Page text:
2.2 Infrared data
|Flux cut [mJy]||N||N||N||N||N|
The COSMOS region has been observed by the PACS (Poglitsch et al. 2010) instrument onboard the Herschel Space Observatory (Pilbratt et al. 2010) as a part of the PACS Evolutionary Probe (PEP, D. Lutz et al. 2011) Survey, aimed at studying the properties and cosmological evolution of the infrared population up to redshifts . We refer to the Lutz et al. (2011) and Berta et al. (2010) papers for further information on the survey and fields.
The total number of infrared sources detected in COSMOS in the blind (i.e. without the use of priors, in order to minimize the possible bias effects introduced by a double selection) catalogues at the confidence level is 5355 at 100m and 5105 at 160m. The corresponding flux limits are mJy at 100m and mJy at 160m.
Infrared counterparts to FJy VLA-COSMOS sources have been found by a simple matching technique between the radio and the COSMOS-PEP catalogues. The relatively poor angular resolution of the Herschel mirror at the two considered wavelengths (respectively at 100m and at 160m) introduces some issues regarding the choice of the optimal maximum radius to be adopted in the matching procedure. In fact, matching radii as large as the above angular resolutions would imply a very large fraction of mismatches (i.e. spurious associations). On the other hand, a too small radius would cause a sensible loss of true associations.
In order to investigate the above issue, we have then considered the distribution of radio-to-infrared matches as a function of angular separation, both for 100m- and for 160m-selected sources. This is reproduced in Figure 2 by the solid line for associations with 100m-selected sources and by the long dashed line for radio-to-160m associations. The two almost flat distributions at the bottom represent the expected number of mismatches, obtained by vertically shifting all the infrared positions by 1 arcmin. As expected, the distributions of real associations have a peak and a declining tail which then tends to flatten out at the same level of the spurious matches. Investigations of Figure 2 show that this happens at for infrared sources selected at 100m, and at in the case of objects selected at 160m. These will be the chosen maximum separation values adopted in the process of matching radio and PEP sources: 4 at 100m and 5 at 160m.
By adopting these matching radii, we find that 1063 VLA-COSMOS sources (corresponding to 44% of the parent sample) have a counterpart at 100m and 1100 (corresponding to 46%) have a counterpart at 160m. The above choice ensures a negligible contribution from spurious associations in our matched catalogues: 2.5% at 100m and 2.9% at 160m.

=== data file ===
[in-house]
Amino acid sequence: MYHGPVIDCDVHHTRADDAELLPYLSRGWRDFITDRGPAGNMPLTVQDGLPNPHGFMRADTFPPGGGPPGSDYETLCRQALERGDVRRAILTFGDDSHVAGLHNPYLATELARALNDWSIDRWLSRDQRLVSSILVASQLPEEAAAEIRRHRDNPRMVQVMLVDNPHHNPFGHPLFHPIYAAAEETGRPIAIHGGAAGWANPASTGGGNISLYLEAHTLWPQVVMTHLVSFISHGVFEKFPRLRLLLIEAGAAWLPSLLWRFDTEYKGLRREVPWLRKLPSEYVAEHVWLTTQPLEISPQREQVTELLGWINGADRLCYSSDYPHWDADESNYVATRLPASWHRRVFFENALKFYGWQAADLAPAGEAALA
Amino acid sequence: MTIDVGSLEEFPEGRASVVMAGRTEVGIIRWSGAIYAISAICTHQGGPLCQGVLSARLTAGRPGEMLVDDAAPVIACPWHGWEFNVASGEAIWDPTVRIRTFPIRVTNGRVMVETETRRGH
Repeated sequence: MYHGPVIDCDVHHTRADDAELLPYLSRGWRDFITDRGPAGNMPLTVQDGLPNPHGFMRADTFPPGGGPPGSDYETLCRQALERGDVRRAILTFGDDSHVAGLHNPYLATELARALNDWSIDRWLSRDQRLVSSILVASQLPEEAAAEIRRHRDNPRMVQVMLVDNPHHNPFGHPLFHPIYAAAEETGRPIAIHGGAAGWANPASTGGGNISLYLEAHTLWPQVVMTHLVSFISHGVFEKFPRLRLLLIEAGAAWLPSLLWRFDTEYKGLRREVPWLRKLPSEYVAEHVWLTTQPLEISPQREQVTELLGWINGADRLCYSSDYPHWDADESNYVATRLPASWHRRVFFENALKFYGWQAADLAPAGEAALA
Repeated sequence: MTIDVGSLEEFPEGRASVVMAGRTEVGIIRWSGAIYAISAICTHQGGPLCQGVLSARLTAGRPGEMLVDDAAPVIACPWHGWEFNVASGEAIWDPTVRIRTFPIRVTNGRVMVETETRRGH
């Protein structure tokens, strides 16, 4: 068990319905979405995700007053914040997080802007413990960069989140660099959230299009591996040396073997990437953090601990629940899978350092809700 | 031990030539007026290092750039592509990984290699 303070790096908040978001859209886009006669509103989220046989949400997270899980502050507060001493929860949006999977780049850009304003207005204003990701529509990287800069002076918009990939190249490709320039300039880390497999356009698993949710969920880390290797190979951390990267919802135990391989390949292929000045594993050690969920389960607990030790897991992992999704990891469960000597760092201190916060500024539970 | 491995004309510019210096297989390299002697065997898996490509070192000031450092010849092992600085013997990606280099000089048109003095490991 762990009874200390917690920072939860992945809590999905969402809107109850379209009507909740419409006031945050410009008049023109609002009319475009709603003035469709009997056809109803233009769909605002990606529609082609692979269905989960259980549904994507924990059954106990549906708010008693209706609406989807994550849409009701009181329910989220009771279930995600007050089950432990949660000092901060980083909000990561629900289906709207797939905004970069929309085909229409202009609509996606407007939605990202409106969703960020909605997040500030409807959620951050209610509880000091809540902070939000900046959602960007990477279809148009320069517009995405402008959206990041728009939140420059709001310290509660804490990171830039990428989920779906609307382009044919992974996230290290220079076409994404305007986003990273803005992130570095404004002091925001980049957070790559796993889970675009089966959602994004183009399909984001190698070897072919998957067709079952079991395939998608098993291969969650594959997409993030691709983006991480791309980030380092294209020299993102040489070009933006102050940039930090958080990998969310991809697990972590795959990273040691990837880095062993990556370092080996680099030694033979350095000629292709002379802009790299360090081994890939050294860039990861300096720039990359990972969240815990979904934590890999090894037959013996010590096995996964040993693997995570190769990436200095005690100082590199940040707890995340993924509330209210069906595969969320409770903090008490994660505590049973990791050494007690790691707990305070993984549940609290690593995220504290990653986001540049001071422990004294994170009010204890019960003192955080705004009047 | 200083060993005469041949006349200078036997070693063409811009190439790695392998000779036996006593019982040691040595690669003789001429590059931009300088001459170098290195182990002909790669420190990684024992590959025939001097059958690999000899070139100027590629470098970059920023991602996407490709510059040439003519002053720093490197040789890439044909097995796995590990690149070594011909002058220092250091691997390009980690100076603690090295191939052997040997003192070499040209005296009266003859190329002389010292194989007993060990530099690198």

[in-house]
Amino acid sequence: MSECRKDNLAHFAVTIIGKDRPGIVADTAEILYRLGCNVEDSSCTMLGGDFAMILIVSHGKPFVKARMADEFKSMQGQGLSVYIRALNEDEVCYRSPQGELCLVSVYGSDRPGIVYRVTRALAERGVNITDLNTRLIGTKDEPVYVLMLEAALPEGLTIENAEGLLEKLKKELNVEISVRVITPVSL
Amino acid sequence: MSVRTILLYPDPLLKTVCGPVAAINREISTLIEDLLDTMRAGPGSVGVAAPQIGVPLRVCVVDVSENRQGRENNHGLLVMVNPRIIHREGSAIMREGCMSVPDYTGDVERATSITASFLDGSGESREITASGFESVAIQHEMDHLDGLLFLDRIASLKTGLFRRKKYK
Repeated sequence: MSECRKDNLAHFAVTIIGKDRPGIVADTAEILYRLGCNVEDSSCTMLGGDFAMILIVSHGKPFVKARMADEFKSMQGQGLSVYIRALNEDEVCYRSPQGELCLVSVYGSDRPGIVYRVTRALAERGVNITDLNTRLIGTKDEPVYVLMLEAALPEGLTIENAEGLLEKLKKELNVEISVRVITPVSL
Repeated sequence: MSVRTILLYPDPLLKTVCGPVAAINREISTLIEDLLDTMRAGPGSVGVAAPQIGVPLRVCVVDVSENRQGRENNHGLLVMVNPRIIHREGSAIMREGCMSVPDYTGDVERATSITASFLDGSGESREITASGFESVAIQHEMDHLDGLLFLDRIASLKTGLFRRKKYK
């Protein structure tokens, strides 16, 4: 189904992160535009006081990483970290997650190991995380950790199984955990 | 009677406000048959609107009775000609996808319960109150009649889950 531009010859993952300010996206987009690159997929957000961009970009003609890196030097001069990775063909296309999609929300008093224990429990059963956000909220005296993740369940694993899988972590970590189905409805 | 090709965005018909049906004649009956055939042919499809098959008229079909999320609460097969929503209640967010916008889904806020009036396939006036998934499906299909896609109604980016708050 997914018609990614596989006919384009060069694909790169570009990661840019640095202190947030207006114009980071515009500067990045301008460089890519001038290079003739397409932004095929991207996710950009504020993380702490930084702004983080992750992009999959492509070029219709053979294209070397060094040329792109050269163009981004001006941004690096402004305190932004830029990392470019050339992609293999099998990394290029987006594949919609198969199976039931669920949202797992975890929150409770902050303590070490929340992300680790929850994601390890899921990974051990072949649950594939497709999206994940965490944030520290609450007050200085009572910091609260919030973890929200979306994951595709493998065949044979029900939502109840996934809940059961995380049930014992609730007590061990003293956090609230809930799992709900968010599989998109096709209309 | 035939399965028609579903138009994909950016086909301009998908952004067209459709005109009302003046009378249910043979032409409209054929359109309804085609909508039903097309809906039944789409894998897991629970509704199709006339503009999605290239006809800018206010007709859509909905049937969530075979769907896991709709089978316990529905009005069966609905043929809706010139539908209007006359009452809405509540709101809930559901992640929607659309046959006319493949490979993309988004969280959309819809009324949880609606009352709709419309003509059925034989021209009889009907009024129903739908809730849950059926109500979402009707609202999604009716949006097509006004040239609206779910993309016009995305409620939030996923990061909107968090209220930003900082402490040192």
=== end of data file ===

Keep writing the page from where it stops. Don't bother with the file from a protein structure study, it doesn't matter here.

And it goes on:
Most of the considered radio sources have detections at both 100m and 160m, so the above numbers are somewhat redundant. The final, total number of FJy VLA-COSMOS sources with an infrared counterpart either at 100m or at 160m is 1219, corresponding to 51% of the original sample. Of these sources, 832 also have a redshift determination obtained as explained in Section 2.1. The above numbers are summarized in Table 1.
It is interesting to note that, while the fraction of radio sources with a redshift determination presents a distribution which is independent of radio flux, the number of infrared counterparts to radio-selected sources dramatically decreases for increasing radio flux cuts. In fact, by considering radio sources respectively brighter than 0.1 mJy, 0.25 mJy, 0.5 mJy, and 1 mJy, we find that the percentages of true associations are 50%, 39%, 28% and 24%. These values are all reported in Table 1 and visually represented in Figure 1. The above issue will be investigated at greater length in the next Section.
3 Sample Selection
A better visualization of the issues raised in §2 is provided by Figure 3, which represents the differential number counts of radio sources with and without a redshift estimate and with or without an infrared counterpart. In fact, Figure 3 (lower panel) clearly shows that while the process of providing a redshift to a radio source is independent of its radio flux (at least down to 60 Jy), the same cannot be said for the chances of a radio source to also be a FIR emitter. In this latter case, one has that the probability sharply drops from about 50% to 25% and lower for radio fluxes brighter than 0.5 mJy. Interestingly enough, we also find that the fraction of radio sources with associated FIR emission is almost constant below the above flux threshold, while it tends to monotonically decrease with radio flux at brighter fluxes. This is probably not surprising. F mJy is in fact expected to mark the transition between a regime where radio emission from extra-galactic sources is dominated by AGN accretion processes and that where radio emission is to be mainly attributed to star formation activity (e.g. White et al. 2012 and references therein).